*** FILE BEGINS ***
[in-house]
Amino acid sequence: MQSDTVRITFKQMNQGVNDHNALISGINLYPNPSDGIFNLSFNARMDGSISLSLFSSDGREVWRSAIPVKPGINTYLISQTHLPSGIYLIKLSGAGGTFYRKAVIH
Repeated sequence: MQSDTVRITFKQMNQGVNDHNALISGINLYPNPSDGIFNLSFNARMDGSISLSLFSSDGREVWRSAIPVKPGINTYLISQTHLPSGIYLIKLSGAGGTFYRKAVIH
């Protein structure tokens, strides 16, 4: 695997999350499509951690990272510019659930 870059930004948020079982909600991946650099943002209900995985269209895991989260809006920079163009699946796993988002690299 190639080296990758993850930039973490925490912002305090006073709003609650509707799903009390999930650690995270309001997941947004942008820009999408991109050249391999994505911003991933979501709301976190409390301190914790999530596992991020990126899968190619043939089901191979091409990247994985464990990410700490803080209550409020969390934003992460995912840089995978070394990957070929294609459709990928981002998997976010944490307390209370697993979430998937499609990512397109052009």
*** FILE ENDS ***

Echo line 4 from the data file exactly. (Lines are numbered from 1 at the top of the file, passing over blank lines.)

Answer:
């Protein structure tokens, strides 16, 4: 695997999350499509951690990272510019659930 870059930004948020079982909600991946650099943002209900995985269209895991989260809006920079163009699946796993988002690299 190639080296990758993850930039973490925490912002305090006073709003609650509707799903009390999930650690995270309001997941947004942008820009999408991109050249391999994505911003991933979501709301976190409390301190914790999530596992991020990126899968190619043939089901191979091409990247994985464990990410700490803080209550409020969390934003992460995912840089995978070394990957070929294609459709990928981002998997976010944490307390209370697993979430998937499609990512397109052009």